The Dutch fled during WWII, leaving Bali to be occupied and enslaved by the Japanese.
After the war, the Dutch attempted to resume their colonial rule but were thwarted by a growing independence movement.
Independence was declared in 1945, but the country was not given sovereignty until 1949.
Attracted to Bali for its spices, wood, tea, copra and other resources, the Dutch mounted three military expeditions to Bali between 1846 and 1849, finally gaining control of northern kingdoms with the third attack. Here, a member of the royal family was named Regent and the Dutch established a colonial administration. Initial reforms from the Dutch included vaccinations, the banning of self-sacrifice for widows, the eradication of slavery, improvements in irrigation, agricultural development, expanded trade, and the construction of public infrastructure.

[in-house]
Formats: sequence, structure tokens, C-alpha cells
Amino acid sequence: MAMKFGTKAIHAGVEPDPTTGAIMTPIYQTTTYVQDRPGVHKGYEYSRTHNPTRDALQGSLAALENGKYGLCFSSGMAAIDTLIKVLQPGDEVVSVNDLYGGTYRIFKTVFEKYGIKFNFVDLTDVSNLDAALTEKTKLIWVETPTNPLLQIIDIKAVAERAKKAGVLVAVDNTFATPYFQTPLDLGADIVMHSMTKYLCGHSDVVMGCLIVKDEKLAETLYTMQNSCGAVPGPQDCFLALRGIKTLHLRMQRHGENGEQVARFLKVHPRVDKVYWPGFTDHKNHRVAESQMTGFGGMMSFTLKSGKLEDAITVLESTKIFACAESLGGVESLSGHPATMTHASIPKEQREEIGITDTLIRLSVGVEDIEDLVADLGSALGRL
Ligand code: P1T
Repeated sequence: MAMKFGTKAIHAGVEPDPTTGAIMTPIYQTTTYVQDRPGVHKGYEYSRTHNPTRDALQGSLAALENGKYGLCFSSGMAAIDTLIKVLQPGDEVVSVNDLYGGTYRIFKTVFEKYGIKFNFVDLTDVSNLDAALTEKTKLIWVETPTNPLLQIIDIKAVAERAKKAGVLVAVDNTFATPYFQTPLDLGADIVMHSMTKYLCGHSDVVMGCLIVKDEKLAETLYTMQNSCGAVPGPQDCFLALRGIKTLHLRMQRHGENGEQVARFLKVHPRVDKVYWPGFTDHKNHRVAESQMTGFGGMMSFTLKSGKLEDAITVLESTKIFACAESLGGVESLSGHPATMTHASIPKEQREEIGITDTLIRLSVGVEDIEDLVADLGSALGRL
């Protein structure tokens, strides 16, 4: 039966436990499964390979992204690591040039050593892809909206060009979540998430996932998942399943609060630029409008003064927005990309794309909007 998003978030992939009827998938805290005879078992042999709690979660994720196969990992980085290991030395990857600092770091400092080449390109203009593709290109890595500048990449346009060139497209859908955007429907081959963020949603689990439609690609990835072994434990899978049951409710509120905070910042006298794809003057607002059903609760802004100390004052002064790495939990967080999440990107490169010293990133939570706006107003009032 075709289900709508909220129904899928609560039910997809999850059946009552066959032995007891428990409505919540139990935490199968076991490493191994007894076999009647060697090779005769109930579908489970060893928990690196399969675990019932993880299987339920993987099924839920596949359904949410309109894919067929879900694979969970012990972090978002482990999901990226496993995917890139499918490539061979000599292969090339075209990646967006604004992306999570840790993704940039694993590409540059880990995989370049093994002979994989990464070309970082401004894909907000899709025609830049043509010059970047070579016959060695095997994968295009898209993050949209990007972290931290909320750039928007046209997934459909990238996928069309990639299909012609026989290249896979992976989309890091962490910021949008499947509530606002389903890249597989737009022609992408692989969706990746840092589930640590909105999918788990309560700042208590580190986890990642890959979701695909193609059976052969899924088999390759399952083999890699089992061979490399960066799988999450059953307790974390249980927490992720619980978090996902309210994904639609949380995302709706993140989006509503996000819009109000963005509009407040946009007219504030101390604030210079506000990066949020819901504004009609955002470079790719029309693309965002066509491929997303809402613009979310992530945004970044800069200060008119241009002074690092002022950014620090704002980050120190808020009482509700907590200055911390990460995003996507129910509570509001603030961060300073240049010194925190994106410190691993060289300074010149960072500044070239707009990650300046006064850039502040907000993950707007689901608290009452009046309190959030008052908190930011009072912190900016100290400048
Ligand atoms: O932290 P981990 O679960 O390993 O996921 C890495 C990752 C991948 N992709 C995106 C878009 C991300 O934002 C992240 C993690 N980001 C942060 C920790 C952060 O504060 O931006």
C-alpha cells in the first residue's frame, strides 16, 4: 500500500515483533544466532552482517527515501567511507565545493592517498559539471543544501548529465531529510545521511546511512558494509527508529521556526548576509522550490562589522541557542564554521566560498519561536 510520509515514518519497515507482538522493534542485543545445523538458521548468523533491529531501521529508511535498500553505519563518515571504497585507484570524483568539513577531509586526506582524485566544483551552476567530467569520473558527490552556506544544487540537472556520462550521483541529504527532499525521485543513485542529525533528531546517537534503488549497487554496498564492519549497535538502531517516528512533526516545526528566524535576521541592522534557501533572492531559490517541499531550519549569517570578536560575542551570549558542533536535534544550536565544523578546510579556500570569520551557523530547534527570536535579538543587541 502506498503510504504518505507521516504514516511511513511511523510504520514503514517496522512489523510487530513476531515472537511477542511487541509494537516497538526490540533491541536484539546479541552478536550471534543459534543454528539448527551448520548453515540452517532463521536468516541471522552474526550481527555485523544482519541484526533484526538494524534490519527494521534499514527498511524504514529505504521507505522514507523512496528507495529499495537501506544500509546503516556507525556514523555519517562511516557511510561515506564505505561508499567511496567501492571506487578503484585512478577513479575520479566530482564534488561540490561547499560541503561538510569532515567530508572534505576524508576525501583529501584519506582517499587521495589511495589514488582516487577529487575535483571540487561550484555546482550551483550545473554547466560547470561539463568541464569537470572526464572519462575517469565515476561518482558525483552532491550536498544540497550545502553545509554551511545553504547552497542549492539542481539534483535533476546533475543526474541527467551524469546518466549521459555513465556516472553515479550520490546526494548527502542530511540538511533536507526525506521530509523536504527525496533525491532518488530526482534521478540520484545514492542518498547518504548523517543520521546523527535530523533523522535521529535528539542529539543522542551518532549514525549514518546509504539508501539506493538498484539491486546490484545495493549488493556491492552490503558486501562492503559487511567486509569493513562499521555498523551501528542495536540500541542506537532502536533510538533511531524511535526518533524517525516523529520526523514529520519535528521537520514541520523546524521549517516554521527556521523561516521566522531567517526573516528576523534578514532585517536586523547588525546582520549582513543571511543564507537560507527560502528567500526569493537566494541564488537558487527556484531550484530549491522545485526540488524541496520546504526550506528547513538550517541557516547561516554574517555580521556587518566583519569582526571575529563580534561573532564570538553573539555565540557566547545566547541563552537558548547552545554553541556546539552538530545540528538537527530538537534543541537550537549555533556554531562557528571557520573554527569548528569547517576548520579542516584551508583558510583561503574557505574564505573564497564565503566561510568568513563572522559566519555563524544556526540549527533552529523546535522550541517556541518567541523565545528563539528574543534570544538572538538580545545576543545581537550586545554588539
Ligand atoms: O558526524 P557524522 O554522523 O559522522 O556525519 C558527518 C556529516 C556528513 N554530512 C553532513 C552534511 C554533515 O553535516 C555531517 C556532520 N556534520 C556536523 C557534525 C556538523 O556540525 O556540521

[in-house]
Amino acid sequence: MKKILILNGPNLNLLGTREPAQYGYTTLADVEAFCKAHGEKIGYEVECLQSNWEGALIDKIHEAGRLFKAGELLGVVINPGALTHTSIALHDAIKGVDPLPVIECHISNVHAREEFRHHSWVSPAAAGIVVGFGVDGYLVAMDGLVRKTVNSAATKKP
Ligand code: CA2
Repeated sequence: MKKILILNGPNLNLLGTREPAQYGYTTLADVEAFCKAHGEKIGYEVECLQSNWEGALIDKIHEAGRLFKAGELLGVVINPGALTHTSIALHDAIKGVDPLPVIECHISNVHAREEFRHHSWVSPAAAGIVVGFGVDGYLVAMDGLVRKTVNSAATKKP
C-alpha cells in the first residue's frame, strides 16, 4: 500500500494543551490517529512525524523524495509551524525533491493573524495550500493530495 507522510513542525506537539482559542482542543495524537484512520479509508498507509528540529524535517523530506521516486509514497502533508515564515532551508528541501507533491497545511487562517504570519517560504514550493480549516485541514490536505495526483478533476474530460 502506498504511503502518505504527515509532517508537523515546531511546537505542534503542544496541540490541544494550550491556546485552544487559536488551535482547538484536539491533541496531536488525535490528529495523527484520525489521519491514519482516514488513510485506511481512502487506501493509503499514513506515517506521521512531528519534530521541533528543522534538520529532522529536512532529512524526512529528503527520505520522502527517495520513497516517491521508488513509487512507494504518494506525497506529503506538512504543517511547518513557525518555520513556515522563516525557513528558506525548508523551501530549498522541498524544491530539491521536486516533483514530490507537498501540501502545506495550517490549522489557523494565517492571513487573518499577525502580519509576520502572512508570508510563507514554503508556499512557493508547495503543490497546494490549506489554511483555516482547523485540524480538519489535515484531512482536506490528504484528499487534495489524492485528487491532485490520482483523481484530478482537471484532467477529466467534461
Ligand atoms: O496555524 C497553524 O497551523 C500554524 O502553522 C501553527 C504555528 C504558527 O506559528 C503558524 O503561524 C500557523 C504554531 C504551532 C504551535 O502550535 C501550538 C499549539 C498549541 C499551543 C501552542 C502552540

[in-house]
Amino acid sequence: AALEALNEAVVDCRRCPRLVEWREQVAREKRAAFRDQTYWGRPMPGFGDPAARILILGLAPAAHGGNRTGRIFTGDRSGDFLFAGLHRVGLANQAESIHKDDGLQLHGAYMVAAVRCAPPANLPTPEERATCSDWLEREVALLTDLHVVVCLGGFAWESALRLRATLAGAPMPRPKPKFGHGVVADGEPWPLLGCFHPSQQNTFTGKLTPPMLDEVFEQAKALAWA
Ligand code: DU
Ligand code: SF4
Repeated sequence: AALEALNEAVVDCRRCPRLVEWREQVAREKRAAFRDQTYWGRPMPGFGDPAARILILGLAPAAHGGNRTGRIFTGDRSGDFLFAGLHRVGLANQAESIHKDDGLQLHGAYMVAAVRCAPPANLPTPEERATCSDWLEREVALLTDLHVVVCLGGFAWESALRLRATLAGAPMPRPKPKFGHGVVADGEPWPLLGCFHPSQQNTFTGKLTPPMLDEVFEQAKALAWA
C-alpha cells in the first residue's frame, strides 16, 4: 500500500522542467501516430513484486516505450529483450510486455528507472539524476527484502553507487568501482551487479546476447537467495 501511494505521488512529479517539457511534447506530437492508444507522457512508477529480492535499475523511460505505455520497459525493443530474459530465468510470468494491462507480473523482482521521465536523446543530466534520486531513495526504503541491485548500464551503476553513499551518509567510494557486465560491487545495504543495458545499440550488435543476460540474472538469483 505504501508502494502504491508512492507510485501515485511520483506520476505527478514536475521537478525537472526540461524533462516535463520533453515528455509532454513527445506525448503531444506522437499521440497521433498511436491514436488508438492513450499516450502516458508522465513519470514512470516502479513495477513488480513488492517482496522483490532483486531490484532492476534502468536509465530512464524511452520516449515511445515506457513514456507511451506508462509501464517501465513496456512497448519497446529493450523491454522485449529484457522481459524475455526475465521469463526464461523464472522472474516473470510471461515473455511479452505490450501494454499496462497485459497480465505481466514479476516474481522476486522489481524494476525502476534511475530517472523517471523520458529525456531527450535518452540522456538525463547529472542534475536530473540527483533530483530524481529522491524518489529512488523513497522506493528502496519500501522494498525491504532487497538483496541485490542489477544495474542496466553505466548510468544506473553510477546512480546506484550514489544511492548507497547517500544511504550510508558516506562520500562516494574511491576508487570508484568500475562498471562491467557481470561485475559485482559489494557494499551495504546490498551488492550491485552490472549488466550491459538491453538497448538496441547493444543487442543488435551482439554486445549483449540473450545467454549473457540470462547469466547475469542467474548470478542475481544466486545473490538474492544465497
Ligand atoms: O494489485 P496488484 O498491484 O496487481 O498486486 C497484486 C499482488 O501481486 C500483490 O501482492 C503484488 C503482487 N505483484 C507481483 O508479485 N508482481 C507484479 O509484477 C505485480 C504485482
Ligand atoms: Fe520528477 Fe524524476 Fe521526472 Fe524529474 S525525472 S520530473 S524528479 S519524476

War between Balinese kingdoms allowed the Dutch to increase their political control and expand to Lombok. Starting in 1906, a series of interventions by the Dutch in the southern region cemented their complete political control of the island. During the first attack, over 1,000 Balinese performed mass ritual suicide or puputan rather than face the dishonor of surrender. The Rajas and their followers prepared themselves for death and walked into the oncoming Dutch troops and were either shot outright or killed themselves with a sacred knife (kris). Afterwards, the soldiers raided the mountain of corpses and the royal palace.
The horrific and disproportional violence of these interventions earned the Dutch harsh criticism from the West, and forced the Dutch to make amends and develop a code of ethics. Colonial forces on the island became students and stewards of Balinese culture and eventually opened the island to tourism in 1914. Artists and anthropologists who visited in the 1930s created our contemporary vision of Bali as a tropical land of peace, beauty and spirituality.